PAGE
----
As Danny was set to close in on another championship and instant international stardom, the child veered off course and pedaled to a nearby bowl of cereal. As another boy crossed the finish line, Danny continued to pack in one last bowl of Kellogg’s Raisin Bran. Fans were outraged, and rioting instantly ensued. Cars were overturned, bystanders were injured and lots of beer was spilled, too. It was an event that would leave all involved permanently scarred for life. Little Danny had just thrown his entire life away, and the only person that wasn’t upset about it was him.
One observer documented perfectly the feelings of a wounded America, and that observer was YouTube commenter DevinHungryjack, who was of soul brave enough to say what all of us were thinking:
It’s worse than that. Danny’s family was deep in debt. They scraped together the last of their money to enter him in the BMX race knowing that a win would secure a lucrative professional sponsorship that could save their home and pay for his sister’s organ transplant.
It’s so sad to think he threw it all away for two scoops of plump juicy raisins in Kellogg’s Raisin Bran.
Members of Danny’s family were not the only ones who suffered from his selfishness. Mondale, who had stuck by Danny’s side for so long, would suffer the worst presidential defeat in modern history. And the popularity of bicycle motocross plummeted across dirt tracks all over America.
Kellogg’s cereals, for their part, have absolved themselves of responsibility. Not once did the company make any attempt to notify authorities of Danny’s crippling addiction to its product. The song in the accompanying footage could not be a more clear signal of a man struggling with addiction:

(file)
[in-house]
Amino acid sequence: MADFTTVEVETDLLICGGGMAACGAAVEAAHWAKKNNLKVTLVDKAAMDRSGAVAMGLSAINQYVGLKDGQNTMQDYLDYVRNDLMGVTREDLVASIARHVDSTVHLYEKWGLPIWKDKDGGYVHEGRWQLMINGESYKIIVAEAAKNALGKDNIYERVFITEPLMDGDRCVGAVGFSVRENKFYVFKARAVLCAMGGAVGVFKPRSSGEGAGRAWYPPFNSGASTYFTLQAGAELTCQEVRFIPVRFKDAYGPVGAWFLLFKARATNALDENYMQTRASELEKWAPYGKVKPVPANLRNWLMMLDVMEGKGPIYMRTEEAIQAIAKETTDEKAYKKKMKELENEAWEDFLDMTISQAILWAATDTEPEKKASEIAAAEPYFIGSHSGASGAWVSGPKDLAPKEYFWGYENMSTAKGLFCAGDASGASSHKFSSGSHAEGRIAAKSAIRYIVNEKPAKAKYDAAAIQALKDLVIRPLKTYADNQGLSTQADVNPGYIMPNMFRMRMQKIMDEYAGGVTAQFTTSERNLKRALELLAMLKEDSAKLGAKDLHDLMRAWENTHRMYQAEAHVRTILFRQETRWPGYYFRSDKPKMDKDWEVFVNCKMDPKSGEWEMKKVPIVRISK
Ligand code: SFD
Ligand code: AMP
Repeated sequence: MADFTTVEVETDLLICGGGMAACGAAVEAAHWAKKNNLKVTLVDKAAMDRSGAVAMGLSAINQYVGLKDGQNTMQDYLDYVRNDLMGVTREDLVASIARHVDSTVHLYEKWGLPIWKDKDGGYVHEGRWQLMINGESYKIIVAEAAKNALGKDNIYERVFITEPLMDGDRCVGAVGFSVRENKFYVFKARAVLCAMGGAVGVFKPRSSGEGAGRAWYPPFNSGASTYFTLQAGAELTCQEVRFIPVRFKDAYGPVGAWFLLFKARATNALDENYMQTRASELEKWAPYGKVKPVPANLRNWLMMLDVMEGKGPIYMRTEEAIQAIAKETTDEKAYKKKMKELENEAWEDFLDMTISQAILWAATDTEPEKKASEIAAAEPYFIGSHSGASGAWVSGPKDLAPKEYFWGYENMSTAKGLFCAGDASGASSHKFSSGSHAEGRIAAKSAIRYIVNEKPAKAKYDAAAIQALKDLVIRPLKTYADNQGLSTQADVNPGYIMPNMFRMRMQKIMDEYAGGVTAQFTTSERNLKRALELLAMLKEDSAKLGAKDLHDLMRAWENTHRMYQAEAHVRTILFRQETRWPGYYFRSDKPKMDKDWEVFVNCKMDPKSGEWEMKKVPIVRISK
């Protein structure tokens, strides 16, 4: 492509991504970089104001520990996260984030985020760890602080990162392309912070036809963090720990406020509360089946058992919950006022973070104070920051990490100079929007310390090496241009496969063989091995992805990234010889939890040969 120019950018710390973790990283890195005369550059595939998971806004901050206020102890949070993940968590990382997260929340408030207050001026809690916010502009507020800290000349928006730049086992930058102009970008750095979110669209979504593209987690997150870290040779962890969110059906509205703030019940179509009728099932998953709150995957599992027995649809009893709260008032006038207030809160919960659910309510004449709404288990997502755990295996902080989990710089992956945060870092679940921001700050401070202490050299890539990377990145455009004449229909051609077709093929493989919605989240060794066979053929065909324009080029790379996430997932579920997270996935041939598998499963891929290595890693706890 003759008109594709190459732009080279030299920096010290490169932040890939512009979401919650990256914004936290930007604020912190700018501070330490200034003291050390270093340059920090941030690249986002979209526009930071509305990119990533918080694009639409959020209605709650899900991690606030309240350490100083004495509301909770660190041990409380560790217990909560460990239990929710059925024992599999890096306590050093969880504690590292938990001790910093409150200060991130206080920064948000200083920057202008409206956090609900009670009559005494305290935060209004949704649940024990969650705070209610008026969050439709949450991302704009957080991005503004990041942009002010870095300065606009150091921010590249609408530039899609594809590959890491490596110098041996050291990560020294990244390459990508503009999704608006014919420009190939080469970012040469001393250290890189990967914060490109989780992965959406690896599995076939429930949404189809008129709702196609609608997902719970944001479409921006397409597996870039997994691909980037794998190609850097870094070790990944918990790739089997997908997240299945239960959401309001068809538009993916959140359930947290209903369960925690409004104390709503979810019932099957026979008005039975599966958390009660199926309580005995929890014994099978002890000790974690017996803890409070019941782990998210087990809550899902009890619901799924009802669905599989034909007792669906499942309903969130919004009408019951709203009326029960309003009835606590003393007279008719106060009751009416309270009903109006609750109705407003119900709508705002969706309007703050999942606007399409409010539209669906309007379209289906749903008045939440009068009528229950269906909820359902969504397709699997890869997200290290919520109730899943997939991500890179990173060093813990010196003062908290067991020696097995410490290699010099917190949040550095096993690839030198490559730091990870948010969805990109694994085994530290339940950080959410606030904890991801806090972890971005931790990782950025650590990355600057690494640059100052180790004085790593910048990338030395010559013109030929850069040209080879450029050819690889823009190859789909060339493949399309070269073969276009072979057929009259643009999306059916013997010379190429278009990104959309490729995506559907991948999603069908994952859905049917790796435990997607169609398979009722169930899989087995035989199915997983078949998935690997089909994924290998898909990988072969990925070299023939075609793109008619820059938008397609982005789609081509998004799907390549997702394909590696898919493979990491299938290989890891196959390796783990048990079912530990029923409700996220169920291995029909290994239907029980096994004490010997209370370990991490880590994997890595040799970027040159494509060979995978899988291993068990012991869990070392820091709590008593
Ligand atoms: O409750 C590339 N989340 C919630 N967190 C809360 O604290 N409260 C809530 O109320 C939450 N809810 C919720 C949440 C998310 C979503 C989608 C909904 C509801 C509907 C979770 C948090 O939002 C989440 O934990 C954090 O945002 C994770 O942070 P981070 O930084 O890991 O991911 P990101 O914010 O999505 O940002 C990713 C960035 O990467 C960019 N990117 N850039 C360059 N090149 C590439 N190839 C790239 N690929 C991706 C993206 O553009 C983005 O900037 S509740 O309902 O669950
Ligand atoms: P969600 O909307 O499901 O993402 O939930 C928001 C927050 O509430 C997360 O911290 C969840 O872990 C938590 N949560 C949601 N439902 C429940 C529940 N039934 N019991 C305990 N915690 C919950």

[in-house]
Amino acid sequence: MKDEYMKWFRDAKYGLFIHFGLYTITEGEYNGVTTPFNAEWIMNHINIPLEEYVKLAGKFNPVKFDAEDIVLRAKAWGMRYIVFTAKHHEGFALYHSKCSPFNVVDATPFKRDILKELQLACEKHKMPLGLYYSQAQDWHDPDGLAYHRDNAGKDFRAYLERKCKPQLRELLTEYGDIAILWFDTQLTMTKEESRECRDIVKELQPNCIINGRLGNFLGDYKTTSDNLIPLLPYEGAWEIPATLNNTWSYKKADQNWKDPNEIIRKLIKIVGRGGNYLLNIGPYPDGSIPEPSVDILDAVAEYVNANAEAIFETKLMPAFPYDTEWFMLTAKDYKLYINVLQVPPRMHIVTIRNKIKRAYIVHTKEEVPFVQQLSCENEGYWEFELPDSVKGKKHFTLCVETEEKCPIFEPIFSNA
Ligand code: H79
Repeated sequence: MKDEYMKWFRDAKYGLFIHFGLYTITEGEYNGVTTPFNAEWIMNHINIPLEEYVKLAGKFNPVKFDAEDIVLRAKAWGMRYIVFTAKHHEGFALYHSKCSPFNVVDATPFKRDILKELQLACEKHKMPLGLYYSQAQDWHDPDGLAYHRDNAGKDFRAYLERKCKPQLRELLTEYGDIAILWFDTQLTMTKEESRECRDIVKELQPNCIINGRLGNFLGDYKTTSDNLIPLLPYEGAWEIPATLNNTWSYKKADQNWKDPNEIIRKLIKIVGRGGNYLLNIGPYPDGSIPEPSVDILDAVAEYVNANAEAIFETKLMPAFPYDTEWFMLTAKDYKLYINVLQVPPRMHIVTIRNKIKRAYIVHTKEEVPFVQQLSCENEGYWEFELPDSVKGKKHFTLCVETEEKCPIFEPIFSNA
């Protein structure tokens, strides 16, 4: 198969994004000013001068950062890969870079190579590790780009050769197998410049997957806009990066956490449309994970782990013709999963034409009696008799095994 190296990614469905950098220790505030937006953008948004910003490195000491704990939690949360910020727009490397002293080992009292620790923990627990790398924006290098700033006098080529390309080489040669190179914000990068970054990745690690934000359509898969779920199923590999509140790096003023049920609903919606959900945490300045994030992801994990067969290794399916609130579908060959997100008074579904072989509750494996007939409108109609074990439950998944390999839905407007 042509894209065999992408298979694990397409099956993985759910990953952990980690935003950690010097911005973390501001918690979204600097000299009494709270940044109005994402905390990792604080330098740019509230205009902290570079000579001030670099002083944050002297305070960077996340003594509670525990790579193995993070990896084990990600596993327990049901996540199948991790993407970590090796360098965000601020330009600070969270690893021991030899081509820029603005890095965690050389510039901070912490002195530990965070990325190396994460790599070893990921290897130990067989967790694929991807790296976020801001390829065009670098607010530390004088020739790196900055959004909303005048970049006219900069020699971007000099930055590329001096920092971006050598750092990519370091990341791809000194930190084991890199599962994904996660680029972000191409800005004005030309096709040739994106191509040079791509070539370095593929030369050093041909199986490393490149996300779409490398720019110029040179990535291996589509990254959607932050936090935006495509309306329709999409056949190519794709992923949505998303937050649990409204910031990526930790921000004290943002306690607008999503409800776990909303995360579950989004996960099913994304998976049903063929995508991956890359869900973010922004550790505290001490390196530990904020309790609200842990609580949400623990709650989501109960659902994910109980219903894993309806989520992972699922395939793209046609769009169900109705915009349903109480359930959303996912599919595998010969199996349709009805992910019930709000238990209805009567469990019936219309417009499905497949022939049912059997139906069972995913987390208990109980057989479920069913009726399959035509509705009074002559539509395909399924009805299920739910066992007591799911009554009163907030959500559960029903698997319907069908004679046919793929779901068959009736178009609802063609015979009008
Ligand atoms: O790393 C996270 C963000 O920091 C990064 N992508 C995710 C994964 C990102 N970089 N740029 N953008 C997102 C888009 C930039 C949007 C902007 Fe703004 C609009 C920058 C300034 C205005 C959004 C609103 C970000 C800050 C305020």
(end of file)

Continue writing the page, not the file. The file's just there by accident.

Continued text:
Danny’s a racin’ man.
But more than bikes
what Danny likes is TWO SCOOPS!
In every Kellogg’s pack! TWO SCOOPS!
Keep him comin’ back for TWO SCOOPS
of plump juicy raisins in Kellogg’s Raisin Bran.
Perhaps the worst part of all is that Kellogg’s still markets their insidious poison to young people today. What iconic figure will next fall victim to being strung out on such an excellent source of fiber? In late 1984, a Congressional hearing was called to sort out Kellogg Company’s role in the dive (appropriately referred to by the press as “DannyGate”), but discussion quickly fizzled, and all sense of justice was lost. Calls made to current Congressional members discussing this critically important issue were not returned.
And yet, somewhere out there, lurks Danny. His body is fully grown, his feet surely too large to fit on the pedals of his glorious chariot from days of yore. No one has seen or heard from Danny since he finished that fateful last bowl, 27 long years ago. In that time, he has managed to successfully elude family, friends, federal authorities, and those stupid Bed Bath and Beyond coupons. The ones that come in the mail that are like the size of two postcards together? What’s up with those things? I get it, you’re giving me 20 percent off. You don’t need to send me a billboard about it.
Regardless of Danny’s whereabouts, one has to wonder if he’s cognizant of his crimes against not only sport, but humanity at large. Will Danny ever atone for his fraud, lust and greed? After all, the one constant in life is that no man can outpedal his own conscience. It may be another 27 years before young Danny comes to terms with the hardship and pain that he authored a generation ago. I hope it was worth it, you little bastard.